His blood pressure was stable but they had pushed so many fluids that he was bloated to twice his size.  His right leg was black from his toes to mid-calf; they had damaged a vein in his leg trying to get a central line into it – and the leg had already been damaged from the NICU stay and now it was necrotic – it was dead.  He was still on the ventilator and I had not heard his sweet voice in so long.  I had not fed my own baby and I had not been able to hold him in my arms, against my heart for weeks.  In that moment, despite what my eyes saw, I felt peace.  I knew the reality of this world would not save Brady, that he had surely fought the good fight, that he had brought people to the Lord that never even prayed before, he had done his job and it was time for him to go home.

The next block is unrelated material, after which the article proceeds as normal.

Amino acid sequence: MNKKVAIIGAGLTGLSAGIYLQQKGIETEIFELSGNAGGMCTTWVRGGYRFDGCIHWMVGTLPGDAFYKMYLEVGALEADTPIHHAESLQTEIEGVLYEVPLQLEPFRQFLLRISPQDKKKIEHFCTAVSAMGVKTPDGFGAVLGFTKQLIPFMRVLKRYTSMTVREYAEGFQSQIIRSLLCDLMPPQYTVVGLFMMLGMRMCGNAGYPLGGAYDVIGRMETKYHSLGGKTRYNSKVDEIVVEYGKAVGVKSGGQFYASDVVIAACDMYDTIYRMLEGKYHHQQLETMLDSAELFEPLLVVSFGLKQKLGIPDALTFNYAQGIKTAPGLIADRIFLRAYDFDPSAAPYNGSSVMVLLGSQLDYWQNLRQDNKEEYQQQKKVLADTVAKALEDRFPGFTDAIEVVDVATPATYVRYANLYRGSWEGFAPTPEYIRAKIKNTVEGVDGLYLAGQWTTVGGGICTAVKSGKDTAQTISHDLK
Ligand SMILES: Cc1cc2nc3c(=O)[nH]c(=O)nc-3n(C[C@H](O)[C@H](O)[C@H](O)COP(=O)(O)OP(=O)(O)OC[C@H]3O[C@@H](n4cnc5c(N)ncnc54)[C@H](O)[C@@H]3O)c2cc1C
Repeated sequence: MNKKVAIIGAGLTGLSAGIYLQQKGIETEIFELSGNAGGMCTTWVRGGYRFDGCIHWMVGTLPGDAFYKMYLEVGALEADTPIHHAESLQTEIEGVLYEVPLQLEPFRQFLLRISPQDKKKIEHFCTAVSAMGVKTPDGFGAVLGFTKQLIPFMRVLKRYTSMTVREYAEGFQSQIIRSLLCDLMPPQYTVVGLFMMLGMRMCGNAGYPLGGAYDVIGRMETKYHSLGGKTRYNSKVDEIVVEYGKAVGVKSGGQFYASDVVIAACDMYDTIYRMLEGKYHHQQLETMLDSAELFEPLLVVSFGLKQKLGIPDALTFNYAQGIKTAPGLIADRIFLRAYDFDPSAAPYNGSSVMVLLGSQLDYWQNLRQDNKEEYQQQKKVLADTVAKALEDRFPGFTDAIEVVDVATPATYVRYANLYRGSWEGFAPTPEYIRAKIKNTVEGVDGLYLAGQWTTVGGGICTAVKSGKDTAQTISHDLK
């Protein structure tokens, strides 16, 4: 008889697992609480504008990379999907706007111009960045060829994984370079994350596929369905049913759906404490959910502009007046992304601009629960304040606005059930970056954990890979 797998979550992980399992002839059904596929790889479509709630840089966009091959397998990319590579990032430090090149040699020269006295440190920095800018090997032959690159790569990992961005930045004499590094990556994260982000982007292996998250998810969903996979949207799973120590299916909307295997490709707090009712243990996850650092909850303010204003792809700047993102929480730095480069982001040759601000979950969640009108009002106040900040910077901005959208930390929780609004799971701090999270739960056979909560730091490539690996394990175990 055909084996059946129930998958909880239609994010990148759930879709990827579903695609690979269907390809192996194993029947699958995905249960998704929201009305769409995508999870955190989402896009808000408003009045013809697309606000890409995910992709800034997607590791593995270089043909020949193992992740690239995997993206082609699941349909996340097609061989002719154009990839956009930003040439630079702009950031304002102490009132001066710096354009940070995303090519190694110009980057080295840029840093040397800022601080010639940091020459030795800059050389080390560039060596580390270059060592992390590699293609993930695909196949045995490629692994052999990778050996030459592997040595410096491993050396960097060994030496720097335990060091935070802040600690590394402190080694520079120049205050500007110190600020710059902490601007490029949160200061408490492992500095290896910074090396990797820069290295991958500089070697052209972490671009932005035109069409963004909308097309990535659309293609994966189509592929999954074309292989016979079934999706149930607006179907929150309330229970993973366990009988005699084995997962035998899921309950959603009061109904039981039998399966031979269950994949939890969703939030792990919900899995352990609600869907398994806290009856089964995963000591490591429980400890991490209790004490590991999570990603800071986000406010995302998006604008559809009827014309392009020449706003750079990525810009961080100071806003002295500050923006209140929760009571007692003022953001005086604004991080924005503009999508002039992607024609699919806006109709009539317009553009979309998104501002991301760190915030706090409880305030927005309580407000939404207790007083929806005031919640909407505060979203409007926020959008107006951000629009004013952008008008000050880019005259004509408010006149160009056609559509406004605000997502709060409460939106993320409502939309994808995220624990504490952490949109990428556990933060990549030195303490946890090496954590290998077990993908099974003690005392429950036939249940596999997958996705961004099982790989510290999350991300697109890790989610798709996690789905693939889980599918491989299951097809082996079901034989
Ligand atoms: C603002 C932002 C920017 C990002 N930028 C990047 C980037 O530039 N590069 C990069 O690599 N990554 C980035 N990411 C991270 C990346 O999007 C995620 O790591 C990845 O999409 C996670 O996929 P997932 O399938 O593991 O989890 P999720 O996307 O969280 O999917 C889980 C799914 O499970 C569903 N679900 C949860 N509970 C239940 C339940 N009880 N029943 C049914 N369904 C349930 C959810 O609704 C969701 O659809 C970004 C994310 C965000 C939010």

Brian awoke almost immediately, he agreed with me right away.  In time I would find that he had been here at this moment for some time but needed for me to find my way there on my own.  We talked to our team and they all agreed.  We gathered our family and I held Brady as they removed the remaining IVs and the ventilator.  Brady was so heavy and so stiff from the fluid but I was so comforted to have him in my arms again after so long.  Despite what was in front of my eyes and in my arms, I still wanted to believe.  I thought maybe God would let me keep him; maybe he wanted to give us a real miracle that no one could deny; that He would hasten him – that he would breath on his own.  Alas he did not; he curled the corner of his lip in a small smirk of a smile for the briefest of moments, then his eyes closed as if he was falling to sleep as he had in my arms so many times before.  He made a small gasp and he was gone.